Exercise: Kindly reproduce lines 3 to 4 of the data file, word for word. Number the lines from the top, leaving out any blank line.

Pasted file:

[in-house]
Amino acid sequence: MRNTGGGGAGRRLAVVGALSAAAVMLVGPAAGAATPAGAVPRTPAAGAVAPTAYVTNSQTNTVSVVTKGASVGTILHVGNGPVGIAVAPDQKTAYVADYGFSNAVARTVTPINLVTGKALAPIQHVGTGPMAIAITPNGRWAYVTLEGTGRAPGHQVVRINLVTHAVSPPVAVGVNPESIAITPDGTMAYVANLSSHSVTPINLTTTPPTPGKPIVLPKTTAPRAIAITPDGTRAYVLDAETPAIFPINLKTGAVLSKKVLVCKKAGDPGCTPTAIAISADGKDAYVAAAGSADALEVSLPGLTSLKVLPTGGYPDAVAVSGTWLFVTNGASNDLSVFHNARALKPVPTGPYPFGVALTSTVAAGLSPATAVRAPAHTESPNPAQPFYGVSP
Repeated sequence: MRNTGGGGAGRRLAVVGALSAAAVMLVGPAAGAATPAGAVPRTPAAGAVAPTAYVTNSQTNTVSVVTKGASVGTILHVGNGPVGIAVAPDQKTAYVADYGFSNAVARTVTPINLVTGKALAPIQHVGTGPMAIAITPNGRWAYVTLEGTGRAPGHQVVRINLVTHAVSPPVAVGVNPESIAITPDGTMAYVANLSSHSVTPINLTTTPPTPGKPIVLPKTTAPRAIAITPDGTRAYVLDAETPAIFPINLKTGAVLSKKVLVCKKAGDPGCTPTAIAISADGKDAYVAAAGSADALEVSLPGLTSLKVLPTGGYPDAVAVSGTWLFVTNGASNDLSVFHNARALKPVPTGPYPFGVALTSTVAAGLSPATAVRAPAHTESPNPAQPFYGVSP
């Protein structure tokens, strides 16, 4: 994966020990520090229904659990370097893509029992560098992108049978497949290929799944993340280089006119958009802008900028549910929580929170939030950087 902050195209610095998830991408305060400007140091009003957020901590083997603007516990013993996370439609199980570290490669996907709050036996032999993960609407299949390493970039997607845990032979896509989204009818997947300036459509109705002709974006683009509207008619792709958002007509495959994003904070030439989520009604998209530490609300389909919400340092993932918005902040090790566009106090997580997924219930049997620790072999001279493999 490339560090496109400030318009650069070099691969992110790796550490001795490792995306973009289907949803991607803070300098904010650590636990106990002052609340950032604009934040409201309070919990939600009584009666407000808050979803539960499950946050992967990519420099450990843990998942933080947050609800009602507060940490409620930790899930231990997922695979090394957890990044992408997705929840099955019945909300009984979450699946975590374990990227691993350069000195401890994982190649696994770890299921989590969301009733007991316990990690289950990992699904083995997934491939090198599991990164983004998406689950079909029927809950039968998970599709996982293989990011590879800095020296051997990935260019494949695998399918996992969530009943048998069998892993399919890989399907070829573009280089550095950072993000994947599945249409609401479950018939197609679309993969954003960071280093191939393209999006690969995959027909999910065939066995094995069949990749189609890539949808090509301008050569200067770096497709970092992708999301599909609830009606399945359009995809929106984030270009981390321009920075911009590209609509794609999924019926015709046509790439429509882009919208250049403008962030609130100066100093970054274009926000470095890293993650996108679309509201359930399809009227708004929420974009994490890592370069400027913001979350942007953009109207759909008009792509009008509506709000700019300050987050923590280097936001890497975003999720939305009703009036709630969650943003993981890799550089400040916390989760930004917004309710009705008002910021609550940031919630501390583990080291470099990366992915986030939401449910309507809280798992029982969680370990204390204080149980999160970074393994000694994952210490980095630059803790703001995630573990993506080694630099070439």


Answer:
Repeated sequence: MRNTGGGGAGRRLAVVGALSAAAVMLVGPAAGAATPAGAVPRTPAAGAVAPTAYVTNSQTNTVSVVTKGASVGTILHVGNGPVGIAVAPDQKTAYVADYGFSNAVARTVTPINLVTGKALAPIQHVGTGPMAIAITPNGRWAYVTLEGTGRAPGHQVVRINLVTHAVSPPVAVGVNPESIAITPDGTMAYVANLSSHSVTPINLTTTPPTPGKPIVLPKTTAPRAIAITPDGTRAYVLDAETPAIFPINLKTGAVLSKKVLVCKKAGDPGCTPTAIAISADGKDAYVAAAGSADALEVSLPGLTSLKVLPTGGYPDAVAVSGTWLFVTNGASNDLSVFHNARALKPVPTGPYPFGVALTSTVAAGLSPATAVRAPAHTESPNPAQPFYGVSP
């Protein structure tokens, strides 16, 4: 994966020990520090229904659990370097893509029992560098992108049978497949290929799944993340280089006119958009802008900028549910929580929170939030950087 902050195209610095998830991408305060400007140091009003957020901590083997603007516990013993996370439609199980570290490669996907709050036996032999993960609407299949390493970039997607845990032979896509989204009818997947300036459509109705002709974006683009509207008619792709958002007509495959994003904070030439989520009604998209530490609300389909919400340092993932918005902040090790566009106090997580997924219930049997620790072999001279493999 490339560090496109400030318009650069070099691969992110790796550490001795490792995306973009289907949803991607803070300098904010650590636990106990002052609340950032604009934040409201309070919990939600009584009666407000808050979803539960499950946050992967990519420099450990843990998942933080947050609800009602507060940490409620930790899930231990997922695979090394957890990044992408997705929840099955019945909300009984979450699946975590374990990227691993350069000195401890994982190649696994770890299921989590969301009733007991316990990690289950990992699904083995997934491939090198599991990164983004998406689950079909029927809950039968998970599709996982293989990011590879800095020296051997990935260019494949695998399918996992969530009943048998069998892993399919890989399907070829573009280089550095950072993000994947599945249409609401479950018939197609679309993969954003960071280093191939393209999006690969995959027909999910065939066995094995069949990749189609890539949808090509301008050569200067770096497709970092992708999301599909609830009606399945359009995809929106984030270009981390321009920075911009590209609509794609999924019926015709046509790439429509882009919208250049403008962030609130100066100093970054274009926000470095890293993650996108679309509201359930399809009227708004929420974009994490890592370069400027913001979350942007953009109207759909008009792509009008509506709000700019300050987050923590280097936001890497975003999720939305009703009036709630969650943003993981890799550089400040916390989760930004917004309710009705008002910021609550940031919630501390583990080291470099990366992915986030939401449910309507809280798992029982969680370990204390204080149980999160970074393994000694994952210490980095630059803790703001995630573990993506080694630099070439």